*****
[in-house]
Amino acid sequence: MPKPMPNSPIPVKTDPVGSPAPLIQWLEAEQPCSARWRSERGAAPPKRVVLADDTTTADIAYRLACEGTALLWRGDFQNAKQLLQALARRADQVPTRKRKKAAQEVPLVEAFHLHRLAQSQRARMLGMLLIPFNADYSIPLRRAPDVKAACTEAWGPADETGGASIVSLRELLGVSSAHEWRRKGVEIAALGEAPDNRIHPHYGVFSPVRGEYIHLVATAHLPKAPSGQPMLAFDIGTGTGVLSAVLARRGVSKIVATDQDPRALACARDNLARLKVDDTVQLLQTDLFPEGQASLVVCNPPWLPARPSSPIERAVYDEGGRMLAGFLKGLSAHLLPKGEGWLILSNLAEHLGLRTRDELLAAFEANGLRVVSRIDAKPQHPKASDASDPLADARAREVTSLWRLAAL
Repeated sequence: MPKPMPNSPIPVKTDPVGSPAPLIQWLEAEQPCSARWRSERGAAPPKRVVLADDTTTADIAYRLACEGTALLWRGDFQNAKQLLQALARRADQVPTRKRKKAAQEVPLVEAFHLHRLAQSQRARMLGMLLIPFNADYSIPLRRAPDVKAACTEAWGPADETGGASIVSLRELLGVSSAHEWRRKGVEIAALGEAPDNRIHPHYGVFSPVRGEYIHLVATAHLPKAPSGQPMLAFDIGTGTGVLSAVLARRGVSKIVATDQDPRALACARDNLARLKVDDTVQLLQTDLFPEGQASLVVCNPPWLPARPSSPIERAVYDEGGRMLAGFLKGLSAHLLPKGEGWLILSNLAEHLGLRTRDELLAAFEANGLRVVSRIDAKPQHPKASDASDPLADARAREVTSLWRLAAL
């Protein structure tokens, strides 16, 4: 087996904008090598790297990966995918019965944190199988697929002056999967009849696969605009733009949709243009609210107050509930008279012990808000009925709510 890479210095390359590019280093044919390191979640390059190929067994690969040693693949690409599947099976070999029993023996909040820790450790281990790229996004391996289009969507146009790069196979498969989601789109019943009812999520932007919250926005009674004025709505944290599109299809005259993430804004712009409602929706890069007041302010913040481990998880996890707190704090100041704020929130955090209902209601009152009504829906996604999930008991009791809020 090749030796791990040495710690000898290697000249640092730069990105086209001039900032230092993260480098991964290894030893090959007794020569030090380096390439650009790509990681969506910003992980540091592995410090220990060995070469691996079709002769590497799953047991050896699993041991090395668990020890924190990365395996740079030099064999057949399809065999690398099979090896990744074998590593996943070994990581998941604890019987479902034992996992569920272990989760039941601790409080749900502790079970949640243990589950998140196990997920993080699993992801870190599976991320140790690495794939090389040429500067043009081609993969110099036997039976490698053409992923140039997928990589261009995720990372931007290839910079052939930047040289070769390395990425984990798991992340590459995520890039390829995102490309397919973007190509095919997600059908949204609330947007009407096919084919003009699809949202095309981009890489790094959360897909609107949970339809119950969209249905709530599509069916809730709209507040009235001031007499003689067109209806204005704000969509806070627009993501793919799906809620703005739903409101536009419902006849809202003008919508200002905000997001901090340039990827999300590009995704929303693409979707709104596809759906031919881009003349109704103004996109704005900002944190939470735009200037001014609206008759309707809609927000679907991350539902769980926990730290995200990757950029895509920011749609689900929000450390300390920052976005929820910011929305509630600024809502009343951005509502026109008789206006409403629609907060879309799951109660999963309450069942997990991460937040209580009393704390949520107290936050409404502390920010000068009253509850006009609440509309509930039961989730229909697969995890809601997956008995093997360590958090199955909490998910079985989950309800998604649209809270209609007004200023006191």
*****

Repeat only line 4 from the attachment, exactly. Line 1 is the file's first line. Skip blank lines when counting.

């Protein structure tokens, strides 16, 4: 087996904008090598790297990966995918019965944190199988697929002056999967009849696969605009733009949709243009609210107050509930008279012990808000009925709510 890479210095390359590019280093044919390191979640390059190929067994690969040693693949690409599947099976070999029993023996909040820790450790281990790229996004391996289009969507146009790069196979498969989601789109019943009812999520932007919250926005009674004025709505944290599109299809005259993430804004712009409602929706890069007041302010913040481990998880996890707190704090100041704020929130955090209902209601009152009504829906996604999930008991009791809020 090749030796791990040495710690000898290697000249640092730069990105086209001039900032230092993260480098991964290894030893090959007794020569030090380096390439650009790509990681969506910003992980540091592995410090220990060995070469691996079709002769590497799953047991050896699993041991090395668990020890924190990365395996740079030099064999057949399809065999690398099979090896990744074998590593996943070994990581998941604890019987479902034992996992569920272990989760039941601790409080749900502790079970949640243990589950998140196990997920993080699993992801870190599976991320140790690495794939090389040429500067043009081609993969110099036997039976490698053409992923140039997928990589261009995720990372931007290839910079052939930047040289070769390395990425984990798991992340590459995520890039390829995102490309397919973007190509095919997600059908949204609330947007009407096919084919003009699809949202095309981009890489790094959360897909609107949970339809119950969209249905709530599509069916809730709209507040009235001031007499003689067109209806204005704000969509806070627009993501793919799906809620703005739903409101536009419902006849809202003008919508200002905000997001901090340039990827999300590009995704929303693409979707709104596809759906031919881009003349109704103004996109704005900002944190939470735009200037001014609206008759309707809609927000679907991350539902769980926990730290995200990757950029895509920011749609689900929000450390300390920052976005929820910011929305509630600024809502009343951005509502026109008789206006409403629609907060879309799951109660999963309450069942997990991460937040209580009393704390949520107290936050409404502390920010000068009253509850006009609440509309509930039961989730229909697969995890809601997956008995093997360590958090199955909490998910079985989950309800998604649209809270209609007004200023006191």